To calculate the overall star rating and percentage breakdown by star, we don’t use a simple average. Instead, our system considers things like how recent a review is and if the reviewer bought the item on Amazon. It also analyzes reviews to verify trustworthiness.
Review this product
Top reviews from Canada
There was a problem filtering reviews right now. Please try again later.
Washington Square Press|March 12, 2013|Trade Paperback|ISBN: 978-1-4516-6178-1
Reyna Grande vividly brings to life her tumultuous early years in this "compelling...unvarnished, resonant" (Book Page) story of a childhood spent torn between two parents and two countries. As her parents make the dangerous trek across the Mexican border to "El Otro Lado" (The Other Side) in pursuit of the American dream, Reyna and her siblings are forced into the already overburdened household of their stern grandmother. When their mother at last returns, Reyna prepares for her own journey to "El Otro Lado" to live with the man who has haunted her imagination for years, her long-absent father.
Funny, heartbreaking, and lyrical. The Distance Between Us poignantly captures the confusion and contradictions of childhood, reminding us that the joys and sorrows we experience are imprinted on the heart forever, calling out to us of those places we first called home.
This story captured my heart from the beginning to the end. It was so eloquently written with such a descriptive narrative that I could literally feel and smell and see the sights around me. From the dust on the ground to the feel of the dirt and mud clinging to my feet to the taste of the medicine Abuela Evila used to rid the children of worms.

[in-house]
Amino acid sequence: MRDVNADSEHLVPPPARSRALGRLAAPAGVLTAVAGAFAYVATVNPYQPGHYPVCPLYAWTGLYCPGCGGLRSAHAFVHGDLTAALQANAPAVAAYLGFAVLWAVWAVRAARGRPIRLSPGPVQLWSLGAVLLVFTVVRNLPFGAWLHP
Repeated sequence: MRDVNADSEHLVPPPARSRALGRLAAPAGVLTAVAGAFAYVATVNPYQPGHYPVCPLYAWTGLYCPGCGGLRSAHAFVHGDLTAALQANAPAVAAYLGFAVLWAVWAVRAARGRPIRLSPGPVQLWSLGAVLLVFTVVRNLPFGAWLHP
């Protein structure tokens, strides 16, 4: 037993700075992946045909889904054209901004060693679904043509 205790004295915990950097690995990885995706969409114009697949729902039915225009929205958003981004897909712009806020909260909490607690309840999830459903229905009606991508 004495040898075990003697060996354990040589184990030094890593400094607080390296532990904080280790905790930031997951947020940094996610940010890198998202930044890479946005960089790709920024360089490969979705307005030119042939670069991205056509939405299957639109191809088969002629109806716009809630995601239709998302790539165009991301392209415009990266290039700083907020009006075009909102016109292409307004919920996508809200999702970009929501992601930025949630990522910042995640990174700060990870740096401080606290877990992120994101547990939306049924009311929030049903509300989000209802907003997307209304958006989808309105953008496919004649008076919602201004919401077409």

When Reyna was four-years-old she didn't know yet where the United States was or why everyone in her hometown of Iguala, Guerrero referred to it as El Otro Lado, the Other Side. All she knew back then was that El Otro Lado had already taken her father away. What she did know was that prayers didn't work because if they did, then El Otro Lado wouldn't be taking her mother away too.
Both Reyna's mother, Juana, and her father, Natalio had gone to the United States leaving Reyna and her siblings: sister Mago, eight-and-a-half-years-old; and her brother, Carlos 7-years-old behind with their miserable grandmother, Abuela Evila. By June of 1980 the children had been with her for six months. During that time they were never taken anywhere. The three children all had head lice and instead of cleaning their hair properly to rid them of the lice, Abuela Evila dosued their hair in kerosene, wrapped their heads in towels and plastic bags and forced them to sleep that way. Halfway through the night, the children couldn't stand the burning of their scalps and would remove the towels and bags so in the morning, their grandmother shaved all their heads bald as punishment. The little girls were horrified.